Seattle Firefighter Awarded $12.7 M for Workplace Accident

 

A Seattle firefighter who was severely injured in a fall down a pole shaft in 2003 received $12.7 million for the workplace accident from a jury this week in King County Superior Court. The fall caused ten broken ribs, numerous pelvic and other injuries, as well as spinal and brain injuries. The firefighter has been unable to work since the fall and now lives with his twin sister, who is currently his guardian.

The accident occurred when the firefighter awoke in the early morning to use the bathroom. He was not working at his normal duty station and mistook the pole alcove for the bathroom door, which are six feet apart on the same wall. The safety chain was not latched and the light above the fire pole had burned out. The firefighter fell 18 feet and was found by another firefighter. The state Department of Labor and Industries investigated and fined the Fire Department $800 for a serious violation.

Because the firefighter had only been with the fire department for four years before his accident, he was only eligible for minimal disability benefits under the state’s pension system for firefighters and police officers. An older pension system covered firefighters for catastrophic injuries in a way that the new system does not. The firefighter filed a lawsuit against the city in 2006.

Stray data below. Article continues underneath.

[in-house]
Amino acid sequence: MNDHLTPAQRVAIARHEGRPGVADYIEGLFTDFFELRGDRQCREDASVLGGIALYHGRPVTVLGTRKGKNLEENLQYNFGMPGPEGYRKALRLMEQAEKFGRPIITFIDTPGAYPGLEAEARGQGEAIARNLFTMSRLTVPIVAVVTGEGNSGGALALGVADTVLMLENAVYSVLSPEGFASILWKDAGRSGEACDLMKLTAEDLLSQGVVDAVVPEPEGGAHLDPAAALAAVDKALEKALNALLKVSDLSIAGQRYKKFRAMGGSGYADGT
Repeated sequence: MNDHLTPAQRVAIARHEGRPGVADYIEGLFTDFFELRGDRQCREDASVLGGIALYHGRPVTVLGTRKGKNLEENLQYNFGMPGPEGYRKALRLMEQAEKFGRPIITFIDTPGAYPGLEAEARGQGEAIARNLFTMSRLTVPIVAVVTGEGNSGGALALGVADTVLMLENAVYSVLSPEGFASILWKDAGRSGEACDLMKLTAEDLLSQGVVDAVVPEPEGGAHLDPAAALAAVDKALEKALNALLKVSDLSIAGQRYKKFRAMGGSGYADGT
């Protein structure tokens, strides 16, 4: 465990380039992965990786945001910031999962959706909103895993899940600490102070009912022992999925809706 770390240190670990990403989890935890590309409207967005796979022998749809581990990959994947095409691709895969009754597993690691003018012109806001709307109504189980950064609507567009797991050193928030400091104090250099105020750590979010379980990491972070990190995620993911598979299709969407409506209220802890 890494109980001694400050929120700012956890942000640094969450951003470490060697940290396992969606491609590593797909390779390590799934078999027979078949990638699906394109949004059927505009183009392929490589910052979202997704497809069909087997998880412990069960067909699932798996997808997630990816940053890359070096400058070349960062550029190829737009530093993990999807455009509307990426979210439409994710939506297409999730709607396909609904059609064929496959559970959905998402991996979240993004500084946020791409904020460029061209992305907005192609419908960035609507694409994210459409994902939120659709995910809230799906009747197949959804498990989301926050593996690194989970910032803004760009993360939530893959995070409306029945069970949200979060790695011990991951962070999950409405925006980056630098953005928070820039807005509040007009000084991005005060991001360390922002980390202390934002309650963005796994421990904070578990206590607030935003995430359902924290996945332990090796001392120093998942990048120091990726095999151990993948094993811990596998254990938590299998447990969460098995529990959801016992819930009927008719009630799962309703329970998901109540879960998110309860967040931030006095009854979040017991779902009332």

The City Attorney’s office and the city’s insurer have been reviewing the jury’s verdict before deciding whether to appeal. The city is self-insured for $5 million and then the city’s insurance carrier must pay the remainder.

Seattle’s fire department has pulled together to make sure the firefighter and his sister, who is also a Seattle firefighter, are taken care of. They run errands, do yard work, and pick up medication, and have organized an annual citywide firefighter softball tournament to help raise money for expenses.

Since the accident, reflective tape has been placed around fire pole shafts in Seattle firehouses, protective glass doors with special handles that must be pushed in to open, and, in newer stations, the doors will not open unless the alarm is sounded.